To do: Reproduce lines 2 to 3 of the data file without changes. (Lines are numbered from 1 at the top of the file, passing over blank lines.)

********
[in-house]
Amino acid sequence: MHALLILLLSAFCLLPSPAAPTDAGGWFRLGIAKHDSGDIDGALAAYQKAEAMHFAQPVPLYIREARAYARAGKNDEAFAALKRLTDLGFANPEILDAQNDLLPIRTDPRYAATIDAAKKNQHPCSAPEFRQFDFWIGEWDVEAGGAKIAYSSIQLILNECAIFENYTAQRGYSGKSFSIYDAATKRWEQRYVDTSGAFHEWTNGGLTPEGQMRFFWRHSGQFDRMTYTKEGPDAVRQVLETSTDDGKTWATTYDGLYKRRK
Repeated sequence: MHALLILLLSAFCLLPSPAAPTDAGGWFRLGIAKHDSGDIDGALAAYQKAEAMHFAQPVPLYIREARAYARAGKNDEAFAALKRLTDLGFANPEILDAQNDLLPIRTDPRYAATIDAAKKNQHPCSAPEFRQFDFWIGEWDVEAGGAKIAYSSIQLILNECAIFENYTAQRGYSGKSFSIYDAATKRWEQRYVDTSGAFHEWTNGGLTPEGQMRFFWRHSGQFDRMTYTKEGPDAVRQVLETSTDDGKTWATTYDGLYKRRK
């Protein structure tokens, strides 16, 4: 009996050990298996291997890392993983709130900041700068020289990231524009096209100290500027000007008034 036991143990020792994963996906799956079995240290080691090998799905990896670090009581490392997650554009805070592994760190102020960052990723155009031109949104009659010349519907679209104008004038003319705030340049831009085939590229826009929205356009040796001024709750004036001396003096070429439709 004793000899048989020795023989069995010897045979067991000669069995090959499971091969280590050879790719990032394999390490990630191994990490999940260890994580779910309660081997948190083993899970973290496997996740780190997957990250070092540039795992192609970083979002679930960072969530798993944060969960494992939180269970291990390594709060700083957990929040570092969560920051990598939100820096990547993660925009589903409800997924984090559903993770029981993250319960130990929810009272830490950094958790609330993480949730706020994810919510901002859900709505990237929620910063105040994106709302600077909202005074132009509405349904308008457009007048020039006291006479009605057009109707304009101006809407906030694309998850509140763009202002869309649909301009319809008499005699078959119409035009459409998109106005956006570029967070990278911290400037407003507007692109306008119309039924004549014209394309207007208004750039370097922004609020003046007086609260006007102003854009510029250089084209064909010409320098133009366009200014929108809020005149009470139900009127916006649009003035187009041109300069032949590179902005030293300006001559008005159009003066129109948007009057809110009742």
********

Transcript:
Amino acid sequence: MHALLILLLSAFCLLPSPAAPTDAGGWFRLGIAKHDSGDIDGALAAYQKAEAMHFAQPVPLYIREARAYARAGKNDEAFAALKRLTDLGFANPEILDAQNDLLPIRTDPRYAATIDAAKKNQHPCSAPEFRQFDFWIGEWDVEAGGAKIAYSSIQLILNECAIFENYTAQRGYSGKSFSIYDAATKRWEQRYVDTSGAFHEWTNGGLTPEGQMRFFWRHSGQFDRMTYTKEGPDAVRQVLETSTDDGKTWATTYDGLYKRRK
Repeated sequence: MHALLILLLSAFCLLPSPAAPTDAGGWFRLGIAKHDSGDIDGALAAYQKAEAMHFAQPVPLYIREARAYARAGKNDEAFAALKRLTDLGFANPEILDAQNDLLPIRTDPRYAATIDAAKKNQHPCSAPEFRQFDFWIGEWDVEAGGAKIAYSSIQLILNECAIFENYTAQRGYSGKSFSIYDAATKRWEQRYVDTSGAFHEWTNGGLTPEGQMRFFWRHSGQFDRMTYTKEGPDAVRQVLETSTDDGKTWATTYDGLYKRRK